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In the framework of an initiative to advance biodiversity research in Germany, we established three exemplary large-scale and long-term research sites (funded by the German Research Foundation). They are termed Biodiversity Exploratories, in contrast to mainly descriptive observatories. The exploratories sustain the scientific infrastructure to develop the intellectual framework needed to address critical questions about changes in biodiversity and to evaluate the impacts of those changes for ecosystem processes. Thus, in the exploratories biodiversity and ecosystem research will be merged at a large scale and with a long-term perspective. In the first phase 2006-09 the exploratories addressed the relationship between land-use intensity, biodiversity change, and ecosystem functioning for selected taxa. In 2008 the exploratories integrated further contributing projects proposed by the German research community. Thus, the biodiversity exploratories serve as a stimulating research platform for the whole German biodiversity research community. Comprehensive data are collected for about ten years: In the Hainich, in the Swabian Alb and in the Schorfheide scientist examining from all over Germany Biodiversity and analyze ecosystem processes. Computer scientists from the University of Jena now publish first data from the Biodiversity exploratories on internet, to make it so for further research available.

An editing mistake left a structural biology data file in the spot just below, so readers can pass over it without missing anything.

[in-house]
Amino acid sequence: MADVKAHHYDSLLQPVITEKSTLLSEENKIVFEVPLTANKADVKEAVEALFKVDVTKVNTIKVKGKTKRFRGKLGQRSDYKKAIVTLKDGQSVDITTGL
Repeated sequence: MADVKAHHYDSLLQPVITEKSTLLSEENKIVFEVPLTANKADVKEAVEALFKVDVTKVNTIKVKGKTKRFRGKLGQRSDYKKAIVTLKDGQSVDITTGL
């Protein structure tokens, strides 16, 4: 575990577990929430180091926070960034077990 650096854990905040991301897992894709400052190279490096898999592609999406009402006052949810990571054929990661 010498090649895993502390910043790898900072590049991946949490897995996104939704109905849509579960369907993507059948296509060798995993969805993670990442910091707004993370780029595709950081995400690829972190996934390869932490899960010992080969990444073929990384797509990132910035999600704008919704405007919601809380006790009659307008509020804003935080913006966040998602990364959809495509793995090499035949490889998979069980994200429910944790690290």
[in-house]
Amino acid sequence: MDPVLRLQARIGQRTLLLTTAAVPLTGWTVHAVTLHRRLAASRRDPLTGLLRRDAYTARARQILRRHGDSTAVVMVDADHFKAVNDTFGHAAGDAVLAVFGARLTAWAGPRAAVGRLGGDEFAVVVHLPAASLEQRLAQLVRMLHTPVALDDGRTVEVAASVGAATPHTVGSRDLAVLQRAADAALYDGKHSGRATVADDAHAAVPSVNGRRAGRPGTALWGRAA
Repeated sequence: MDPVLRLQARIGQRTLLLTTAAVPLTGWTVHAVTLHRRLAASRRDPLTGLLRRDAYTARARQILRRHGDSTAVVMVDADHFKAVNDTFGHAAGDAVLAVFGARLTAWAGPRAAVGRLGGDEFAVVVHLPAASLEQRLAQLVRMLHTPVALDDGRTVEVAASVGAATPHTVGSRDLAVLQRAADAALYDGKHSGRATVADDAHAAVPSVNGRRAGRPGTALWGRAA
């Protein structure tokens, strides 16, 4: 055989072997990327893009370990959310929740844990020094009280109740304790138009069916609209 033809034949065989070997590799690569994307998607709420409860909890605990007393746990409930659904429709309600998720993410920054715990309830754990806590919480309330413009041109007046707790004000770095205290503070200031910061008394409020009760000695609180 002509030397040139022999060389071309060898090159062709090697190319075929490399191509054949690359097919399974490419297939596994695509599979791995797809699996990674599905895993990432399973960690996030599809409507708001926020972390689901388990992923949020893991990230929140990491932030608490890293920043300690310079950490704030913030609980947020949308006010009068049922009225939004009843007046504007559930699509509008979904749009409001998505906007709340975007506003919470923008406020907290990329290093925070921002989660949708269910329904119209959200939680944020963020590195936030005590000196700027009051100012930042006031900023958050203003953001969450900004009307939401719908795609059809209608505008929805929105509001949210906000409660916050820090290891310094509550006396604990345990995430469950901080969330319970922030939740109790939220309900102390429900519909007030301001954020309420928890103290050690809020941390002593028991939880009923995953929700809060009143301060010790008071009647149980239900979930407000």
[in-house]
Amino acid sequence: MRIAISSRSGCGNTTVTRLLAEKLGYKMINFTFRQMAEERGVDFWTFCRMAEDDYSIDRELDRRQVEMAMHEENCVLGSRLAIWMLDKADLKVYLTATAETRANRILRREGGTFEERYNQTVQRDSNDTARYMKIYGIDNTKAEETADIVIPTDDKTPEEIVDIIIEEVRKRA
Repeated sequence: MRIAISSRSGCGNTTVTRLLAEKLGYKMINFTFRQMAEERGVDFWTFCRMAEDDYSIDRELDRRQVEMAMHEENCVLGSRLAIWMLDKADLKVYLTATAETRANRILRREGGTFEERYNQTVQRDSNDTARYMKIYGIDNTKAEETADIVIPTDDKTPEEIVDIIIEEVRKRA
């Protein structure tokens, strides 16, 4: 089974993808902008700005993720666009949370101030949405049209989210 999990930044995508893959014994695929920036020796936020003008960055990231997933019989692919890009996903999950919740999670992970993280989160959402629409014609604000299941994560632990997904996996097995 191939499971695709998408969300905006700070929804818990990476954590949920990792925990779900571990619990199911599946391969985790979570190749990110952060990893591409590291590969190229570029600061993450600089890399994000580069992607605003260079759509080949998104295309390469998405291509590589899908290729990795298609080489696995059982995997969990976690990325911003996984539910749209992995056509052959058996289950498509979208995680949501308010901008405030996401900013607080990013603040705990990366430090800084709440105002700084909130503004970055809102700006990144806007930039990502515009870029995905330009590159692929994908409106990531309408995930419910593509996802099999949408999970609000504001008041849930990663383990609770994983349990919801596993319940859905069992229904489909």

The European Nucleotide Archive (ENA) captures and presents information relating to experimental workflows that are based around nucleotide sequencing. A typical workflow includes the isolation and preparation of material for sequencing, a run of a sequencing machine in which sequencing data are produced and a subsequent bioinformatic analysis pipeline. ENA records this information in a data model that covers input information (sample, experimental setup, machine configuration), output machine data (sequence traces, reads and quality scores) and interpreted information (assembly, mapping, functional annotation). Data arrive at ENA from a variety of sources. These include submissions of raw data, assembled sequences and annotation from small-scale sequencing efforts, data provision from the major European sequencing centres and routine and comprehensive exchange with our partners in the International Nucleotide Sequence Database Collaboration (INSDC). Provision of nucleotide sequence data to ENA or its INSDC partners has become a central and mandatory step in the dissemination of research findings to the scientific community. ENA works with publishers of scientific literature and funding bodies to ensure compliance with these principles and to provide optimal submission systems and data access tools that work seamlessly with the published literature.